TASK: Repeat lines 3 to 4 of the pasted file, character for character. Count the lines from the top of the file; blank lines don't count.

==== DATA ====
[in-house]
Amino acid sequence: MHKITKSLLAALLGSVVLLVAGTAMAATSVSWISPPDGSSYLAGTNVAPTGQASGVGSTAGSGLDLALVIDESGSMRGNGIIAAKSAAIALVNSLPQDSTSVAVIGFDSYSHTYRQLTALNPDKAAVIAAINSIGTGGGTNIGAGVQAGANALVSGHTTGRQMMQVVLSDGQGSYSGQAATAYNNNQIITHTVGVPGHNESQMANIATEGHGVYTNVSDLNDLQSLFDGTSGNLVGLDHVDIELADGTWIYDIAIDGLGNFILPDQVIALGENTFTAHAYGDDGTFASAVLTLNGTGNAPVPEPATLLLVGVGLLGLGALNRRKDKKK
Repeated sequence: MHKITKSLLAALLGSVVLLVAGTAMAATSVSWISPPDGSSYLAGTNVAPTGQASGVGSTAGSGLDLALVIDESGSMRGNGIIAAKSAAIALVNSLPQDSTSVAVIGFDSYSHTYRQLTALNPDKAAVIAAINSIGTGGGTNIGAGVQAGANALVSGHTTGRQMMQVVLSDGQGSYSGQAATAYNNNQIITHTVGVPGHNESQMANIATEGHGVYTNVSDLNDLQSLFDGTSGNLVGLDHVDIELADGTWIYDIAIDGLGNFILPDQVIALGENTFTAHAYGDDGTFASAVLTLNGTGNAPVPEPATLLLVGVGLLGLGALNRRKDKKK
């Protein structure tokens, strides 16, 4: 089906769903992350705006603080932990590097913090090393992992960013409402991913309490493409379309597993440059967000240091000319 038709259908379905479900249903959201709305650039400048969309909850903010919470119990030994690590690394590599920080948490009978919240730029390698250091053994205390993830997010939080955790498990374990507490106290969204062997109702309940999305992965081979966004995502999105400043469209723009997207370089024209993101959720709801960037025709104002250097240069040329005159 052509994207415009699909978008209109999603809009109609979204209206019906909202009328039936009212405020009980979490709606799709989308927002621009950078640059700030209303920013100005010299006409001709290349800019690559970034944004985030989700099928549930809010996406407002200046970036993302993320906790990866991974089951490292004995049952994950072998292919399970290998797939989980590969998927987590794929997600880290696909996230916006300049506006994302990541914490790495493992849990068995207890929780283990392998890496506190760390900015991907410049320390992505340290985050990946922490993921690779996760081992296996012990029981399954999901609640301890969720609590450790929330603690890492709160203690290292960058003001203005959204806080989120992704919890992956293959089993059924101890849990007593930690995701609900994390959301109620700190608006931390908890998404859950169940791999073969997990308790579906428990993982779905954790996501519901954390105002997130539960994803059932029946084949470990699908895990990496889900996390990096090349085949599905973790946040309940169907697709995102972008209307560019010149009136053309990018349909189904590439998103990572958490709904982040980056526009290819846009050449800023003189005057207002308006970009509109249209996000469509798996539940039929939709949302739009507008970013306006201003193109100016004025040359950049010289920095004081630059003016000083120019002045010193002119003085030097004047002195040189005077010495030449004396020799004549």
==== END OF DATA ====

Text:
Repeated sequence: MHKITKSLLAALLGSVVLLVAGTAMAATSVSWISPPDGSSYLAGTNVAPTGQASGVGSTAGSGLDLALVIDESGSMRGNGIIAAKSAAIALVNSLPQDSTSVAVIGFDSYSHTYRQLTALNPDKAAVIAAINSIGTGGGTNIGAGVQAGANALVSGHTTGRQMMQVVLSDGQGSYSGQAATAYNNNQIITHTVGVPGHNESQMANIATEGHGVYTNVSDLNDLQSLFDGTSGNLVGLDHVDIELADGTWIYDIAIDGLGNFILPDQVIALGENTFTAHAYGDDGTFASAVLTLNGTGNAPVPEPATLLLVGVGLLGLGALNRRKDKKK
């Protein structure tokens, strides 16, 4: 089906769903992350705006603080932990590097913090090393992992960013409402991913309490493409379309597993440059967000240091000319 038709259908379905479900249903959201709305650039400048969309909850903010919470119990030994690590690394590599920080948490009978919240730029390698250091053994205390993830997010939080955790498990374990507490106290969204062997109702309940999305992965081979966004995502999105400043469209723009997207370089024209993101959720709801960037025709104002250097240069040329005159 052509994207415009699909978008209109999603809009109609979204209206019906909202009328039936009212405020009980979490709606799709989308927002621009950078640059700030209303920013100005010299006409001709290349800019690559970034944004985030989700099928549930809010996406407002200046970036993302993320906790990866991974089951490292004995049952994950072998292919399970290998797939989980590969998927987590794929997600880290696909996230916006300049506006994302990541914490790495493992849990068995207890929780283990392998890496506190760390900015991907410049320390992505340290985050990946922490993921690779996760081992296996012990029981399954999901609640301890969720609590450790929330603690890492709160203690290292960058003001203005959204806080989120992704919890992956293959089993059924101890849990007593930690995701609900994390959301109620700190608006931390908890998404859950169940791999073969997990308790579906428990993982779905954790996501519901954390105002997130539960994803059932029946084949470990699908895990990496889900996390990096090349085949599905973790946040309940169907697709995102972008209307560019010149009136053309990018349909189904590439998103990572958490709904982040980056526009290819846009050449800023003189005057207002308006970009509109249209996000469509798996539940039929939709949302739009507008970013306006201003193109100016004025040359950049010289920095004081630059003016000083120019002045010193002119003085030097004047002195040189005077010495030449004396020799004549």